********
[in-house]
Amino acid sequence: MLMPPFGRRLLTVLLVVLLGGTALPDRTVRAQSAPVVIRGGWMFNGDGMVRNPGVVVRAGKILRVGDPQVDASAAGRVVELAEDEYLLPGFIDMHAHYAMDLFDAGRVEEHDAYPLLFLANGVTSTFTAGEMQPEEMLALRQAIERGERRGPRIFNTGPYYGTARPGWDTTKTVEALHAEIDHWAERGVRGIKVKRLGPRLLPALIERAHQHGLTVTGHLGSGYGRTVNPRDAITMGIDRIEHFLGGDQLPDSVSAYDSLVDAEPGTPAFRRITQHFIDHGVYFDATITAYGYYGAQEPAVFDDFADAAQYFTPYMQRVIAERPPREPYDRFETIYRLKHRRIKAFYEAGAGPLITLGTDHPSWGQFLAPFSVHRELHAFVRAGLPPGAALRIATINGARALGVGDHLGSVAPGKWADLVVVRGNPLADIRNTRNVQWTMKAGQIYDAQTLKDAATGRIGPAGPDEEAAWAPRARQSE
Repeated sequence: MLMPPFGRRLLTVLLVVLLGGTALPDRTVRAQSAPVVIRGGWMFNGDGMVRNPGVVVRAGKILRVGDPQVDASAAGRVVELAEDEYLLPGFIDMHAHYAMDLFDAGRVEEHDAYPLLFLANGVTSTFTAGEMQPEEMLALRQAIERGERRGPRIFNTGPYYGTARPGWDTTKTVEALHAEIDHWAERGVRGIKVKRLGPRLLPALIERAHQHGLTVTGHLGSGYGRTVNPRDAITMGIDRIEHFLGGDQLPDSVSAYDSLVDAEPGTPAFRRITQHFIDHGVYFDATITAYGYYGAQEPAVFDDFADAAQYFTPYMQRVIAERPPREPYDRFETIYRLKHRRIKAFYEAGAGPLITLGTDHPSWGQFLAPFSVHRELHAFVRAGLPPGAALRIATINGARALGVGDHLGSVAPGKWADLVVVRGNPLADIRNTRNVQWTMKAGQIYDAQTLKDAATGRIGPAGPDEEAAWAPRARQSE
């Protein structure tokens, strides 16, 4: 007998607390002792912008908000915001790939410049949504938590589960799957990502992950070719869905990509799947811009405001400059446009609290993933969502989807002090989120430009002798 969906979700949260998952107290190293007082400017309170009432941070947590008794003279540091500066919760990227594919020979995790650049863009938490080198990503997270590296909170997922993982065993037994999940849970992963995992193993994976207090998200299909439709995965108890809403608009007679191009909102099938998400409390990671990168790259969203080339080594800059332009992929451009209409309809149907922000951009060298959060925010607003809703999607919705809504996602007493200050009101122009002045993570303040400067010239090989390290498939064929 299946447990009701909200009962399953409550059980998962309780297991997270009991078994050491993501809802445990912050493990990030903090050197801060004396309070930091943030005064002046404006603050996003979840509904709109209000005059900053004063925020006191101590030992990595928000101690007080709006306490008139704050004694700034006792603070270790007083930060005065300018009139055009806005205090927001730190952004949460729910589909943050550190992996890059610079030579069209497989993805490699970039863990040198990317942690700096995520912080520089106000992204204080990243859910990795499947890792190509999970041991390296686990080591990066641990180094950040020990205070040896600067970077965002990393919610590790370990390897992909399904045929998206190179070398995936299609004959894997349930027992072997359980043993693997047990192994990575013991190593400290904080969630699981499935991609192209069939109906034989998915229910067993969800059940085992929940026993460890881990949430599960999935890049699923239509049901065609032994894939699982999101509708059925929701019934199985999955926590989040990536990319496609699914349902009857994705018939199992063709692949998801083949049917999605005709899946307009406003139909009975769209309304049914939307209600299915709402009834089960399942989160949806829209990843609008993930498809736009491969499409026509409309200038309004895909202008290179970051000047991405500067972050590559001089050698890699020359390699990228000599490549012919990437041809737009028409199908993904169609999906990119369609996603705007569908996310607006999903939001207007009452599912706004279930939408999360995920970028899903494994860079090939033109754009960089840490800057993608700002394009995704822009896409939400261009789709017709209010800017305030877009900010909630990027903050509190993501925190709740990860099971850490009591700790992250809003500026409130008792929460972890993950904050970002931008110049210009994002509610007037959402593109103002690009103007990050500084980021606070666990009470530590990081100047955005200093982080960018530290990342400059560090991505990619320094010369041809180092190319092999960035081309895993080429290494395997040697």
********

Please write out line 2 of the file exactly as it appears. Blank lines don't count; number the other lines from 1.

Amino acid sequence: MLMPPFGRRLLTVLLVVLLGGTALPDRTVRAQSAPVVIRGGWMFNGDGMVRNPGVVVRAGKILRVGDPQVDASAAGRVVELAEDEYLLPGFIDMHAHYAMDLFDAGRVEEHDAYPLLFLANGVTSTFTAGEMQPEEMLALRQAIERGERRGPRIFNTGPYYGTARPGWDTTKTVEALHAEIDHWAERGVRGIKVKRLGPRLLPALIERAHQHGLTVTGHLGSGYGRTVNPRDAITMGIDRIEHFLGGDQLPDSVSAYDSLVDAEPGTPAFRRITQHFIDHGVYFDATITAYGYYGAQEPAVFDDFADAAQYFTPYMQRVIAERPPREPYDRFETIYRLKHRRIKAFYEAGAGPLITLGTDHPSWGQFLAPFSVHRELHAFVRAGLPPGAALRIATINGARALGVGDHLGSVAPGKWADLVVVRGNPLADIRNTRNVQWTMKAGQIYDAQTLKDAATGRIGPAGPDEEAAWAPRARQSE